Japan's top three banks on Thursday posted lower quarterly profits as the impact of last year's stock market surge faded.
Mitsubishi UFJ, the country's biggest lender, saw its net profit slip about six percent to 240.5 billion yen ($2.4 billion) as revenue weakened in the three months through June.
Rivals Mizuho Financial Group and Sumitomo Mitsui Financial Group saw bigger drops with their earnings in the period dropping 38 percent and 20 percent respectively.
The trio had warned that they would not repeat last year's bumper profits which were largely driven by a 57 percent return in the Nikkei stock index -- its best annual run in more than four decades.
Japanese banks hold vast stock holdings which benefited when overseas investors poured billions of dollars into the long-overlooked market, as a government economy blitz helped pushed down the value of the yen.
The currency's weakness lifted profits among Japanese firms that do business overseas.
The lenders may get a boost as government infrastructure plans in the aftermath of the 2011 quake-tsunami disaster as well as new building projects for Tokyo's hosting of the 2020 Olympics stimulate demand for loans.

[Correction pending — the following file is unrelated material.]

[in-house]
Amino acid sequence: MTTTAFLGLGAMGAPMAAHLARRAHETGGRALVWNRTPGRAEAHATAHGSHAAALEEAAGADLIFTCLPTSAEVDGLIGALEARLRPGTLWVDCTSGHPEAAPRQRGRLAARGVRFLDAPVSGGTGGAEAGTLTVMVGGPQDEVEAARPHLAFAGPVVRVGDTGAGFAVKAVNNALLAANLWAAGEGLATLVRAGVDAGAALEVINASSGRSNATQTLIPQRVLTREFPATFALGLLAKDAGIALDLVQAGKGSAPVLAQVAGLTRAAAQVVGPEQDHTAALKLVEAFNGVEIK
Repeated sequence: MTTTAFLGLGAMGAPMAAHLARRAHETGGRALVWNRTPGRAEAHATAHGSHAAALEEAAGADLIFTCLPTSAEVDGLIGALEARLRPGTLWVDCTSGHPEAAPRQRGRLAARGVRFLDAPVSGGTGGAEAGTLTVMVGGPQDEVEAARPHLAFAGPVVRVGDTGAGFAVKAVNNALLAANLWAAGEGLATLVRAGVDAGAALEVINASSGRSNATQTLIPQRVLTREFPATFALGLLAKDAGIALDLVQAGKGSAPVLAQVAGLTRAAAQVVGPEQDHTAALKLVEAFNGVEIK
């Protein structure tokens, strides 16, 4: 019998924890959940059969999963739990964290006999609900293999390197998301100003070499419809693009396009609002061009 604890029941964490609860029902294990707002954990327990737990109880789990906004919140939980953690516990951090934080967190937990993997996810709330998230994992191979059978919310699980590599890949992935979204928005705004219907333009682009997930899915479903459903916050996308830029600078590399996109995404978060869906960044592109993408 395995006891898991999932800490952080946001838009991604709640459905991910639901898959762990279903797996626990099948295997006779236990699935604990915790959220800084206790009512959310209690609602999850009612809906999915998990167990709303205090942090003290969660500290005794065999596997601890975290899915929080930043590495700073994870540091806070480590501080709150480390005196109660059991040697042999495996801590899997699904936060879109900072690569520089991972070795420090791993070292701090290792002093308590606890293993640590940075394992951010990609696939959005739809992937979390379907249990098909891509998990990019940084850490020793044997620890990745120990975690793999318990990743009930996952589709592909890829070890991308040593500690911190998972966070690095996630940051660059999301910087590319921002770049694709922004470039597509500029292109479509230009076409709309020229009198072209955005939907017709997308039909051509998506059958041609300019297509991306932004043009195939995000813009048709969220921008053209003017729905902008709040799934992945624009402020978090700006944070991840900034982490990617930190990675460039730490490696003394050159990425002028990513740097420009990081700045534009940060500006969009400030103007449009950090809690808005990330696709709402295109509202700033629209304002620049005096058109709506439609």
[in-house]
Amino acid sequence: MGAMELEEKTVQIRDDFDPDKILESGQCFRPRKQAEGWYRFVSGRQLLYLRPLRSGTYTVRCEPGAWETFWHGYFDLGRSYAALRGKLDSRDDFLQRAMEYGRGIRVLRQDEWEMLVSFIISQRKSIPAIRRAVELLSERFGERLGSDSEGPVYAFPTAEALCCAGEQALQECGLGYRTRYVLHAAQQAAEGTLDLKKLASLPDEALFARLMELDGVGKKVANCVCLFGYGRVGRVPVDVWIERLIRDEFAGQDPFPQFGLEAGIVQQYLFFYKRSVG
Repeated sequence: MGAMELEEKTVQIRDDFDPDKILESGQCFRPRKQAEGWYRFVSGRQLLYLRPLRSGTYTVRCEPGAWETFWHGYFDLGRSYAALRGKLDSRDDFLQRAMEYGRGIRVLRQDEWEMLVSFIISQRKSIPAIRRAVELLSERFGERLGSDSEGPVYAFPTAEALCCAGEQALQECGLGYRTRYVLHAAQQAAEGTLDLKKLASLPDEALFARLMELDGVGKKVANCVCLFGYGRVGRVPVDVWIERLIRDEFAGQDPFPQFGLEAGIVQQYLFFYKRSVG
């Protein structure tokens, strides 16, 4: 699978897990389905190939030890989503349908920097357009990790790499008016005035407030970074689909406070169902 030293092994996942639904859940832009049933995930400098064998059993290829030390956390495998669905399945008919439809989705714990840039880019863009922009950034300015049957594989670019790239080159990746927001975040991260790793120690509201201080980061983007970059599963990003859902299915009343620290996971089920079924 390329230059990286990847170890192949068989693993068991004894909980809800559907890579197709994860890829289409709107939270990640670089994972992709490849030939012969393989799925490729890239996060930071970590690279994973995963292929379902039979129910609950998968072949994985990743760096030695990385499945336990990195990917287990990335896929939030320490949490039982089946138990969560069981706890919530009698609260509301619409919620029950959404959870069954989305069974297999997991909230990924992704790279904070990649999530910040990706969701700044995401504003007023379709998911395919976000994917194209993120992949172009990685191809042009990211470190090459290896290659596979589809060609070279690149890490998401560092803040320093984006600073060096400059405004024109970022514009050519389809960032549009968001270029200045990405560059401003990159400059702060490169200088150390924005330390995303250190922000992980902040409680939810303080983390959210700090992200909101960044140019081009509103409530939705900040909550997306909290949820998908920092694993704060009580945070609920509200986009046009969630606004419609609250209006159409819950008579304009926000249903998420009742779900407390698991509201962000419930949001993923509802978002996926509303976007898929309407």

The firms have also pointed to stronger fee income from financial product sales and a reduction in bad loans as bright spots.
But the Nikkei is sitting about four percent below its 2013 closing high and some of the shine is coming off Prime Minister Shinzo Abe's growth drive, dubbed Abenomics, as concerns mount over the strength of Japan's recovery.
Uncertainty about the economy may hold back borrowing by firms and individuals, after Japan raised its sales tax on April 1 for the first time in 17 years.
There were fears the levy hike -- seen as crucial to chopping a massive national debt -- would weigh on consumer spending and hold back the wider economy.
Japanese lenders have been cutting back on their reliance on domestic government bonds -- a key profit driver in recent years -- as the Bank of Japan's huge bond-buying measures announced in April start to reshape the country's debt markets.
The BOJ's programme, which is a cornerstone of Tokyo's bid to overcome years of deflation, unsettled the domestic debt market, prompting Japanese banks to further trim their exposure.
On Thursday, Mitsubishi said it expected a slightly weaker full-year net profit of 950 billion yen.
Mizuho booked a 154.7 billion yen net profit for the latest quarter as revenue shrank 10 percent to 704.7 billion yen.
Sumitomo said its net profit fell 20 percent to 230.8 billion yen.